Tuesday, 3 June 2008

Deep Red versions straw poll

A quick question:

If you've seen different cuts of Deep Red / Profondo Rosso, which do you prefer overall, if you have a preference, and why do you prefer it?

* The English-language version(s), which omits much of the romantic comedy subplot and interplay between Marc Daly and Gianna Brezzi.

* The Italian-language version, which includes all of this material.

* The Japanese Suspiria 2 version which, although I have never seen it myself, is apparently in between the English and Italian versions in length.

* Another version I'm maybe not aware of, e.g. in French or German; if so, can you also say a little bit about what it best compares to in content and length.

There is a somewhat obscure logic behind this question, which I will explain if anyone wants to know it before answering and once the results are in in any case.


Anonymous said...

I think the perfect edit is the spanish version, wich takes part (but not all) of the romantic subplot. It's a pity that the DVD looks blur and it's not 2'35" framed.

Keep the good job!
Greetings from Barcelona!

Anonymous said...

I only know the US and (restored) Italian/Anchor bay versions and an older German version. Out of these, the German one is slightly shorter than the Italian cut and missing most of the gore (=forgettable) and the US one has always been my favourite - far better pacing and the romance subplot hasn't aged well at all IMO, so I don't miss the scenes that were edited out.

I'd never even heard of the Spanish and Japanese versions, sounds interesting.

Maxime Duguay said...

I only ever watched the American Anchor Bay edition which seems to be the cut Argento always wanted. I consider the romance parts to be kind of essential to this movie. It serves the main plot, as it pushes the viewer to be aware of Marc's sexual ambiguity and puts the battle of masculinity vs. feminity at the center of the movie.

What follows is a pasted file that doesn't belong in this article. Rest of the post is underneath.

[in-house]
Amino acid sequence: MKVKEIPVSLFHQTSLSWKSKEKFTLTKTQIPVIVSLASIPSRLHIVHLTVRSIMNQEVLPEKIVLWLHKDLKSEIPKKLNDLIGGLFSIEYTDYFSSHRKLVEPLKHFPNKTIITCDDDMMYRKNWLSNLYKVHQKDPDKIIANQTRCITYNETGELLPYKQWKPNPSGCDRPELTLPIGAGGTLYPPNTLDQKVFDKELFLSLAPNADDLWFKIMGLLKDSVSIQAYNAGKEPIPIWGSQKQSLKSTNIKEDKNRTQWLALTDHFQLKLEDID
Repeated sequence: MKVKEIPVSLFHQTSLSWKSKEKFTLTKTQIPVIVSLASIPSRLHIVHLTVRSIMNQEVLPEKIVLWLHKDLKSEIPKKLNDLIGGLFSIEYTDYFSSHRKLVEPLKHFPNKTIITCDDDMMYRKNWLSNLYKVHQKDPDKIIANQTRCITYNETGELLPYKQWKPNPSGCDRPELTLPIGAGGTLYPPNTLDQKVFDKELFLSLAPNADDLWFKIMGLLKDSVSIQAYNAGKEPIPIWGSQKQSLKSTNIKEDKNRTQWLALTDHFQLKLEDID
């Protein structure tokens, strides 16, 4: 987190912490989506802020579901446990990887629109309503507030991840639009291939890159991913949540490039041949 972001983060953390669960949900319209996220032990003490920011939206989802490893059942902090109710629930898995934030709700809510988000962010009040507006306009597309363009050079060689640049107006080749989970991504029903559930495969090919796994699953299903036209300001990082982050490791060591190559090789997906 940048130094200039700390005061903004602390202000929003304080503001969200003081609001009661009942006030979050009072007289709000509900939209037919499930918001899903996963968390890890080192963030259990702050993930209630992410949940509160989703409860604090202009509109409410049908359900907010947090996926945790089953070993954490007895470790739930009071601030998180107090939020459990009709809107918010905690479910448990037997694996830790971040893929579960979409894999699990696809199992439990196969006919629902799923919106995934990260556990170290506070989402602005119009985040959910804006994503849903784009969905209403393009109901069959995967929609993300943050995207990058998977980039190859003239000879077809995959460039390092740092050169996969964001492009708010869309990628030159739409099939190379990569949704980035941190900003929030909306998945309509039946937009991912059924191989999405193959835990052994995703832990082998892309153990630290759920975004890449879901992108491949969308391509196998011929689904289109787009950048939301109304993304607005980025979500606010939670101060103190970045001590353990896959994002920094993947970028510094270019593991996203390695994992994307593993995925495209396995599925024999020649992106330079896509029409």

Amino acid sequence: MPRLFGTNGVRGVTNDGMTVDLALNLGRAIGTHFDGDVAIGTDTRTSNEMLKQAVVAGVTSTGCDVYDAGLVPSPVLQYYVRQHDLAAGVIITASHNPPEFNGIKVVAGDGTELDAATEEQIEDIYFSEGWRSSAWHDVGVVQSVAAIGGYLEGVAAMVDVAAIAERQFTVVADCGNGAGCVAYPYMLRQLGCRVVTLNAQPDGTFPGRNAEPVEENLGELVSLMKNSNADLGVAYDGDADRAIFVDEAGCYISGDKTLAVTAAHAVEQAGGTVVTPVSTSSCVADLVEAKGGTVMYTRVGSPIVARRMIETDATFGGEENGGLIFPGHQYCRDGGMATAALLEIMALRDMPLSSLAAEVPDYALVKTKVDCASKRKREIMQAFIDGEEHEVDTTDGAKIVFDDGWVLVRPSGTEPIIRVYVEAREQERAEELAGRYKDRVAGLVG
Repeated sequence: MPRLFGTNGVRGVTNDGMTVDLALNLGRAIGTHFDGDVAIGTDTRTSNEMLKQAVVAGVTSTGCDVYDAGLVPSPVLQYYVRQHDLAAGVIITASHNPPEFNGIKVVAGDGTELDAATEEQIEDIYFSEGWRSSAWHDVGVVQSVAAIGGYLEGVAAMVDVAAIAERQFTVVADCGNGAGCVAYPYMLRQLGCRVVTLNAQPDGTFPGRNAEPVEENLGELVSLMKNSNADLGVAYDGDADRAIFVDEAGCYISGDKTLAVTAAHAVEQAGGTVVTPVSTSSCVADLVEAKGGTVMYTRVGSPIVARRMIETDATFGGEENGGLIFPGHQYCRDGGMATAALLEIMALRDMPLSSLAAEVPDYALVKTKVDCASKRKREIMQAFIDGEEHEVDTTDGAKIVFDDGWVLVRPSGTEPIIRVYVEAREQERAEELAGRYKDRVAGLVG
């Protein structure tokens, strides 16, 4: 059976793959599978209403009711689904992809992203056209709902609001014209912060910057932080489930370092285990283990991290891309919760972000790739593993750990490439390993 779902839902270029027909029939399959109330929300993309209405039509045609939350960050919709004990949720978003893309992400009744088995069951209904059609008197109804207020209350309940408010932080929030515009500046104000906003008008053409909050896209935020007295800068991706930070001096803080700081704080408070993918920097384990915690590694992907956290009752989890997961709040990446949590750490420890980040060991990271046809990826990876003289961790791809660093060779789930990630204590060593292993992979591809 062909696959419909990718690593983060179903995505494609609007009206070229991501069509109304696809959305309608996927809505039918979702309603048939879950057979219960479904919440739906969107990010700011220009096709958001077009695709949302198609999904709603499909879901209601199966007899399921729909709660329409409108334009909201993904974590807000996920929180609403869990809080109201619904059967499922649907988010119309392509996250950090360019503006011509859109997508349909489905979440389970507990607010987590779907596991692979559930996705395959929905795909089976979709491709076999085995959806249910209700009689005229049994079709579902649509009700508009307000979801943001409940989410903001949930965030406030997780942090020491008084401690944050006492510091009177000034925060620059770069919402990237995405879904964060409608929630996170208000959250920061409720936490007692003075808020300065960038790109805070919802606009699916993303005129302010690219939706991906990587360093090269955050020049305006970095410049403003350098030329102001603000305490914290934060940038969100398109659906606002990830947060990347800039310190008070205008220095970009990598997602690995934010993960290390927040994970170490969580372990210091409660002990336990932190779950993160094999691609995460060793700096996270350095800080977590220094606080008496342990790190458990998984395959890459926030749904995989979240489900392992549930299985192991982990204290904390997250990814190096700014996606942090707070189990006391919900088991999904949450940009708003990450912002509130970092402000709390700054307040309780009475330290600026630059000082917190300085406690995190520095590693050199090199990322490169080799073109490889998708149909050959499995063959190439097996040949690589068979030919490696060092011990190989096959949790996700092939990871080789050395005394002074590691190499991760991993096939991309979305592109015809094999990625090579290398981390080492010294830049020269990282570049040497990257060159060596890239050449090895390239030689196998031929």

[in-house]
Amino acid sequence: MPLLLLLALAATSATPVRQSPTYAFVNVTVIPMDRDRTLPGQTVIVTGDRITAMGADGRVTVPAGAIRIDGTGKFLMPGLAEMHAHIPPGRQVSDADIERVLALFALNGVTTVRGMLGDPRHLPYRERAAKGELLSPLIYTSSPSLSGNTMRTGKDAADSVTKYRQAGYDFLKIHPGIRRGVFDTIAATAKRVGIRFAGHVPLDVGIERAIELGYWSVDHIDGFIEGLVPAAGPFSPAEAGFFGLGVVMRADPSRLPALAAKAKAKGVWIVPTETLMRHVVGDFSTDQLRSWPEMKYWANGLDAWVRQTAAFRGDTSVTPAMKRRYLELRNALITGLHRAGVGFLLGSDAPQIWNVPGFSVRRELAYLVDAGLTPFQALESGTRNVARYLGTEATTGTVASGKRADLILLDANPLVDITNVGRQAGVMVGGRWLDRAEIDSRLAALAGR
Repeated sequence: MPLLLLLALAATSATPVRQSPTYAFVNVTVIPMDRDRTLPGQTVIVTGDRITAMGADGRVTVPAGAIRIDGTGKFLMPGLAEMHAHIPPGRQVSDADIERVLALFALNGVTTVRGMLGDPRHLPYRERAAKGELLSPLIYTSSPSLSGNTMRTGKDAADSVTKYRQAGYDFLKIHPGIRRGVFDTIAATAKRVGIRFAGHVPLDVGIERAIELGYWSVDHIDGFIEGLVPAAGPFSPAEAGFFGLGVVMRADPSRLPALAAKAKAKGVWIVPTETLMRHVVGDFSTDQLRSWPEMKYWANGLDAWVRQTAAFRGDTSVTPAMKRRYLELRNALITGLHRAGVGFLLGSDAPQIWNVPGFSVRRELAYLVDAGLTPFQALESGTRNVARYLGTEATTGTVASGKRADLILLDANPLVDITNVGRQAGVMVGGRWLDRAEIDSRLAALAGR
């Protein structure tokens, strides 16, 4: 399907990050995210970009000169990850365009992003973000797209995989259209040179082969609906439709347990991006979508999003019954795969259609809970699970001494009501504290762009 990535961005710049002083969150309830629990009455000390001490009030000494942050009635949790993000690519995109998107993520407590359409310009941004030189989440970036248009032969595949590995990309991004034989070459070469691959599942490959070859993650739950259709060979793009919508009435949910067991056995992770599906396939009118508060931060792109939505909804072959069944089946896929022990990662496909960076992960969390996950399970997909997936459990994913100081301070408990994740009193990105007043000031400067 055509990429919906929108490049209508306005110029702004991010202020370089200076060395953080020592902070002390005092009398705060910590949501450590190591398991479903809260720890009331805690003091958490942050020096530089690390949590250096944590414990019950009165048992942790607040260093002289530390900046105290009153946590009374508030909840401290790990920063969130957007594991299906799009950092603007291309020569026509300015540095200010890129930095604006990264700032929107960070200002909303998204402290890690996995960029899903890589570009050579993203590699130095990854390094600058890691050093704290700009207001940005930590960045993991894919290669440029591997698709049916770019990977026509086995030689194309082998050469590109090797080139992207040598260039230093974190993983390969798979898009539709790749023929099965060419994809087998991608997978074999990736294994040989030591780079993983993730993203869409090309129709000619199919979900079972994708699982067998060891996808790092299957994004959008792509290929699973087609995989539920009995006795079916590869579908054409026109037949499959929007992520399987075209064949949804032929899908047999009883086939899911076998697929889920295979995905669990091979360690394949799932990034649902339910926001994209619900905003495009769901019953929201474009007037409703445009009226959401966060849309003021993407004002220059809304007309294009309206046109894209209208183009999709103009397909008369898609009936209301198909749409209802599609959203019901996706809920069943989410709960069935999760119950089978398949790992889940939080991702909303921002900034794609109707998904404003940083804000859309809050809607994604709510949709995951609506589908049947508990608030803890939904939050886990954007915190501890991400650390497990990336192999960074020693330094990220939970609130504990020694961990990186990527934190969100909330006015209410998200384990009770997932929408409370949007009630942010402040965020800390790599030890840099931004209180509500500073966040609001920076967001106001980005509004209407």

Sure, on my first couple of viewings I felt those romance scenes were slowing the pace of the movie. But after a while, I began taking attention to the dialogues and to many other details of Deep Red and realized it was just perfect like this.

Anonymous said...

Well, most of the scenes that I recall missing in the shorter American version aren't that essential with regards to masculinity vs. feminity (which I never thought of as a particular strong theme in the movie anyway) or Marc's sexual ambiguity, what's missing are mostly the "comedy scenes" (Gianna's car, the arm wrestling, which I suppose could be seen as significant though, although it's certainly a rather clumsy attempt at depth if done so) and a few seconds here and there which really don't make much of a difference plot-wise.
On the positive side, the shortened version has a much better flow and while the missing parts aren't necessarily bad in themselves, their absence doesn't really hurt the movie and even improves it IMO.

K H Brown said...

Thanks for the comments guys; I'm not going to reply yet and will give it a little bit longer in case anyone else wants to contribute.

coffeebaker said...

I like the Suspiria 2 cut, although I haven't seen it for some time. I dubbed a rental tape while in Tokyo in the early 90's, and for me at the time it was revelatory: after seeing the original in NYC upon its initial theatrical release, I (along with many others) had suffered multiple times through the fullscreen "Hatchet Murders" rental VHS release.